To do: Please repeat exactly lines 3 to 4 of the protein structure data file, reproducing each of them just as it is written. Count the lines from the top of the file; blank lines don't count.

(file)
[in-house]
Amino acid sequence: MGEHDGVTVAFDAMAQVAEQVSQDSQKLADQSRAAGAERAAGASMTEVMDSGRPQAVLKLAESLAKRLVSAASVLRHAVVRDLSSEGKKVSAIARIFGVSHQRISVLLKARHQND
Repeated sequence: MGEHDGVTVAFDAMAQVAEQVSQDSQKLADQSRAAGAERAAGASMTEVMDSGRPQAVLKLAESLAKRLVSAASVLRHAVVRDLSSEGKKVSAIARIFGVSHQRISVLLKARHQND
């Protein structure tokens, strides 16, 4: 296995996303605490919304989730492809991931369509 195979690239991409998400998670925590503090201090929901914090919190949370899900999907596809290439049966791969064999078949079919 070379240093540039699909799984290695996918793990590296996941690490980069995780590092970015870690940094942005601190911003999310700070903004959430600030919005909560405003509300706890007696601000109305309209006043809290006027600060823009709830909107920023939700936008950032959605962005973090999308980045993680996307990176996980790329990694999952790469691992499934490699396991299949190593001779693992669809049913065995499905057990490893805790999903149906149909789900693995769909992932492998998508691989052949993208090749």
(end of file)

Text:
Repeated sequence: MGEHDGVTVAFDAMAQVAEQVSQDSQKLADQSRAAGAERAAGASMTEVMDSGRPQAVLKLAESLAKRLVSAASVLRHAVVRDLSSEGKKVSAIARIFGVSHQRISVLLKARHQND
């Protein structure tokens, strides 16, 4: 296995996303605490919304989730492809991931369509 195979690239991409998400998670925590503090201090929901914090919190949370899900999907596809290439049966791969064999078949079919 070379240093540039699909799984290695996918793990590296996941690490980069995780590092970015870690940094942005601190911003999310700070903004959430600030919005909560405003509300706890007696601000109305309209006043809290006027600060823009709830909107920023939700936008950032959605962005973090999308980045993680996307990176996980790329990694999952790469691992499934490699396991299949190593001779693992669809049913065995499905057990490893805790999903149906149909789900693995769909992932492998998508691989052949993208090749």